Hachimura scored 20 points while Watanabe finished with 19 points and eight rebounds but could not prevent Japan from coming up short in their comeback bid.

From trailblazer Luc Longley and his trophy-laden time alongside Michael Jordan in Chicago, to Andrew Bogut, Patty Mills, Aron Baynes, Matthew Dellavedova and Ben Simmons. There has been a healthy contingent of Australian stars gracing the NBA.

Adelaide 36ers sensation Josh Giddey is set to join the growing list of Australians in the league when the 2021 NBA Draft takes place at Barclays Center in Brooklyn on Thursday.

After reigning NBA Rookie of the Year LaMelo Ball was taken by the Charlotte Hornets with the third pick of the 2020 Draft, a player from the NBL is projected to hear their name called early for the second consecutive year.

Giddey has emerged as a potential lottery pick and could be drafted anywhere between the seventh and 14th selections following his exploits for the 36ers.

The 18-year-old playmaker caught the eye of NBA executives in a season which saw him crowned the NBL's Rookie of the Year after leading the league with 7.6 assists per game, while averaging 10.9 points and 7.3 rebounds in 28 appearances.

Regarded as the best Australian prospect since three-time All-Star Simmons was drafted first by the Philadelphia 76ers in 2016, 36ers head coach Conner Henry hailed the Melbourne-born point guard.

"It's really been a rewarding experience for me as a coach," Henry told Stats Perform. "It's the first time I've had the opportunity to coach an elite talent at such a young age.

"I didn't really know what I exactly had coming in. I had seen Josh on film and in the Chicago camp a year earlier, when he was just a young, fairly tall, skinny kid who didn't play all that well. Carried himself confidently. You could see he played at a pace and made others around him better, but it wasn't like he stood out.

"Then you fast forward five-and-a-half/six months, he walks in and is two inches taller, 15kg heavier and he has really started to grow into his body. Then I knew I had something pretty special.

"It became pretty evident after a month and a half that he was going to be able to play - and play at a high level against grown men. As we went down that path with him, we were able to keep throwing more and more systems at him. He was very open to listening, to understanding what we're trying to put in play.

"Having played the position before, I was able to talk to him about angles. 'Do you see this window of an opportunity here when you turn a corner', 'how do you read the floor initially when you rebound the ball and pushing out on the break', these little things. I think he was well ahead of me already when I brought those things up. Really rewarding to see his growth and confidence grow daily."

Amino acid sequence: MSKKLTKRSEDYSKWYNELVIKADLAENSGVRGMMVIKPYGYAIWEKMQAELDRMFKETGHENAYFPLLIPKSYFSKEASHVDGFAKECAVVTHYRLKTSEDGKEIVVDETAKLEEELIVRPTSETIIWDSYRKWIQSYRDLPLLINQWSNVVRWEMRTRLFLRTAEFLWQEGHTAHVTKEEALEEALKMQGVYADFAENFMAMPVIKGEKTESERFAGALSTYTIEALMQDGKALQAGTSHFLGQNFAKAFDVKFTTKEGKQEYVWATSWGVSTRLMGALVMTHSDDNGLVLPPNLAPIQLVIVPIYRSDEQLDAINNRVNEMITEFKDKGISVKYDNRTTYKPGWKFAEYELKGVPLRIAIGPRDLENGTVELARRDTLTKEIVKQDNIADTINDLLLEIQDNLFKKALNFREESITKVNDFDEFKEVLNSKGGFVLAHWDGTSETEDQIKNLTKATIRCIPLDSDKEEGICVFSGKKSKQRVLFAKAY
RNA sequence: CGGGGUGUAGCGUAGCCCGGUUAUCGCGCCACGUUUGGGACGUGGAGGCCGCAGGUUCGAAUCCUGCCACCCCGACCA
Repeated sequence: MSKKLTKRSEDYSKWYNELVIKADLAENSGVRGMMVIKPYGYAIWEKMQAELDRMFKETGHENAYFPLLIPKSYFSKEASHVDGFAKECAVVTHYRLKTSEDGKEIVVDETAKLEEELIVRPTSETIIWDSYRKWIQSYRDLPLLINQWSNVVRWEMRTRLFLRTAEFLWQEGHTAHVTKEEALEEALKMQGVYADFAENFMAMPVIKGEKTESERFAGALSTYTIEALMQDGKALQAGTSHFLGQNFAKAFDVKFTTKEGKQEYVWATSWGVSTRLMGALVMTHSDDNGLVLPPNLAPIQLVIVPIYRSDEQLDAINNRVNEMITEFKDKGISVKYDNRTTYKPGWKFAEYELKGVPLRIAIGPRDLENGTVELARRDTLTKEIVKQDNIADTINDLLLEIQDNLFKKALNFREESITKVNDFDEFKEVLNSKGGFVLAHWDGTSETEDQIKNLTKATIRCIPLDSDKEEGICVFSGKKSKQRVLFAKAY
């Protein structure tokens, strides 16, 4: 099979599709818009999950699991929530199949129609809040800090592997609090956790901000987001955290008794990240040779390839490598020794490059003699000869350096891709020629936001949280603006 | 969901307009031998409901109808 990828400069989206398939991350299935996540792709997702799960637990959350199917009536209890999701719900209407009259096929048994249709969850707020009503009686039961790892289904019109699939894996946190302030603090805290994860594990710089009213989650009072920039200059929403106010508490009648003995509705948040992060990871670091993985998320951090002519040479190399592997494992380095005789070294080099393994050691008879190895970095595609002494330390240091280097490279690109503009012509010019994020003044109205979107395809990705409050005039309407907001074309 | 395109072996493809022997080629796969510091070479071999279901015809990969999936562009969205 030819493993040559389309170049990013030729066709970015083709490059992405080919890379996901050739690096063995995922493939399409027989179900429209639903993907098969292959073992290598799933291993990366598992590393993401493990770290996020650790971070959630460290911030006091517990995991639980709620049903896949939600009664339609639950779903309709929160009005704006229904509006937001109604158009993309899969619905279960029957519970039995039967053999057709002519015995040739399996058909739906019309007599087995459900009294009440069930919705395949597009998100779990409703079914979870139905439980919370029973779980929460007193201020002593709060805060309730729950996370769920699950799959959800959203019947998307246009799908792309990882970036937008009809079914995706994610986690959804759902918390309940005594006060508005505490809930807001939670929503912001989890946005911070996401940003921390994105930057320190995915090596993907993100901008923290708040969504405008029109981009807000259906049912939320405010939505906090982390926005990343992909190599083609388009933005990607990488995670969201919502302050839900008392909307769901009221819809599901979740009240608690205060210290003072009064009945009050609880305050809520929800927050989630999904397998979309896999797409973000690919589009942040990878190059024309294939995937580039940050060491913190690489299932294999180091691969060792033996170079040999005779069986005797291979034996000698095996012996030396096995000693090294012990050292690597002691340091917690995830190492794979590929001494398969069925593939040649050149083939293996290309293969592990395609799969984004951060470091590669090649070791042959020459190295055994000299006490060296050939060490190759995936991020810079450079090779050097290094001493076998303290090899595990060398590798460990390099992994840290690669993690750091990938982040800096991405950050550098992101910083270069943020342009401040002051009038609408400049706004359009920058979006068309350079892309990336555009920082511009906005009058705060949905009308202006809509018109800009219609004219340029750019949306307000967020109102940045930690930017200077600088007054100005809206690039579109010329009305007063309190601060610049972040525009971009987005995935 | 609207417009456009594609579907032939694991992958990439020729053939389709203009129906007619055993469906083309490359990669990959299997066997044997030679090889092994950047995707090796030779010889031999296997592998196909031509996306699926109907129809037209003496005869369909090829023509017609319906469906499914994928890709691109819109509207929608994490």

Since 2012, Giddey's assists per game figure is only second to Cairns Taipans point guard Scott Machado – who averaged 7.6 in 2019-20.

 

"Every player when they reach a certain level of recognition or professional ranks, they're always the best of the best as they keep going in advancing on their path. Josh wasn't satisfied. He was always pushing forward and trying to get better, always trying to connect with his team-mates and that's his greatest strength because he makes everyone around him better," Henry said.

"His offensive game will continue to grow; he will be able to score more and he is going to become a very good three-point shooter eventually - the mechanics are sound. The release off the hand has improved, he is under the ball more, the rotation has improved and it will only get better.

"At the end of the day, his true strength is his size, his feel for the game and ability to find his team-mates."

While Giddey only shot 43 per cent from the field, the teenager – who was surprisingly overlooked for Australia's Olympic Games squad – frequently demonstrated his playmaking ability, athleticism and high basketball IQ under Henry's guidance in Adelaide.

Henry – a former assistant with the Orlando Magic, having played for the Houston Rockets, Boston Celtics, Milwaukee Bucks and Sacramento Kings in the NBA – likened Giddey to fellow Australian and sharp-shooter Joe Ingles.

Ingles has become an integral part of the Utah Jazz franchise since his arrival in 2014, ranking fifth in three-point percentage (45.1 – a career high) last season.

"He'll get to a point where he will have to play harder as he matures physically," Henry said of Giddey. "He won't be able to take periodic breaks in the game and that can be managed minutes wise of course. He will have to be switched on at both ends, even more so than he was with us.

"Even at 18, he was very good but there were moments when at both ends of the floor where either we had to teach or correct him on things. He'll be fine, he will be surrounded by fantastic coaches who will push him. He likes to be pushed as a player. He will have to improve on the defensive end. I think he will become a good defender.

"I look at some of the Aussies in the league right now, Ingles isn't this elite athlete that is running up and down, high flying and dunking on people. Josh is that similar kind of Ingles body type. Plays at a good, sound speed, has good strength, uses his length wisely on both ends of the floor and Josh will get better and better in that part of the game in how to adjust and play both offensively and defensively."

Henry added: "Josh has been used to be playing in FIBA rules. Now he will be playing in NBA rules. With the defensive rules in place with the NBA, you can't pack the paint like you can in FIBA, where you can really load up. That, coupled with the ability of the offensive players to have more freedom of movement, where in FIBA it's quite physical.